Ptarmigan Ridge, Mount Rainier

Conditions were perfect; we cramponed up the snow slopes and found steep little fingers of snow to get past each cliff. I was in the lead when we came to a steep “apron” of water ice about 20 feet across. I started across, but noted that one slip would yield a quick trip to the glacier thousands of feet (well, much more than one thousand feet) below with no chance of arrest. I turned to Carson and told him I wanted a belay. He said it was too awkward to rope up here, so I stepped aside and said “After you,” thinking he might reconsider. This did not change his mind; he pulled out his ice hammer and side-stepped across on his crampon front points using ice axe and hammer for additional support. I followed in the same manner. When climbing steep ice, one tries to maintain an erect position rather than “hug” the ice; in this position, it was thrilling to look down between my feet and see the glacier far below. I could not watch as Dan came across because I did not want to see the novice fall to his death. But he made it.

In addition to being water ice, the “apron” was clearly a place where water, snow and rocks funnel down from far above. Since the sun was starting to make its appearance, the apron and the route above it are not a place to dally.

Shortly after the ice apron traverse, we came to a section of rotten rock. It was Class 4 (class is the difficulty of short sections and is rated from 1 to 5.9), but so rotten we were afraid of large rocks coming loose. A fall meant serious injury IF one managed to keep from falling all the way to the glacier. This time I convinced Carson to belay because the rock was less predictable than the ice (cf.  Kautz Glacier). He was reluctant, but agreed after I found a crack and wedged a stone into it with a sling around to use for protection. I tried to make myself as stable as possible to catch a fall. Carson went first, with me belaying. With Carson's assent, I did not tie the rope to myself during the belay; if he was trapped in heavy rockfall and the belay could not be held the rope would be lost with him rather than pulling me along. He made it across without incident. Then Dan went (with belays fore and aft) and I followed. The “rotten traverse” got us around the ice cliffs. From that point on was steep glacier stomping to the Liberty Cap summit.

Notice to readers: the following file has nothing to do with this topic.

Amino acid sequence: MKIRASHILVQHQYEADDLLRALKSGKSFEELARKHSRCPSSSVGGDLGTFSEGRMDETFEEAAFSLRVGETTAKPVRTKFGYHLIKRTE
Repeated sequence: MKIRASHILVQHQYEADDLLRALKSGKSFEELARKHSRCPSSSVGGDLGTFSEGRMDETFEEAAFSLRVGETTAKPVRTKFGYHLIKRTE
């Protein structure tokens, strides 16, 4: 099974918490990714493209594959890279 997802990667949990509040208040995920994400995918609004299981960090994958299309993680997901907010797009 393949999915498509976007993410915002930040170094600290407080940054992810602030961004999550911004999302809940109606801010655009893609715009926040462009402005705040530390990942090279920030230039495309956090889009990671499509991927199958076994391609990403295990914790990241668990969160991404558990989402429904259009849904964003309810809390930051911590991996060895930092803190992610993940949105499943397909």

The accompanying composite picture was taken from our base camp at about 10,300 feet. The summit is 4,000 feet above. The red line approximates the route we took. I believe Carson led us up from the ice apron traverse (marked with an X) then left to the rotten rock traverse (marked with an R). This is known as Variation 1 or the Ice Cliff Variation of the route and avoids the difficulties we would encounter had we gone right up the rotten gully to the Rock Chimney Variation. It is questionable Dan would have been up to the latter alternative. I do not recall the exact route we took after the rotten traverse, only that after a few difficulties it was easy compared to what came before.

Some excellent pictures and route details can be found here.

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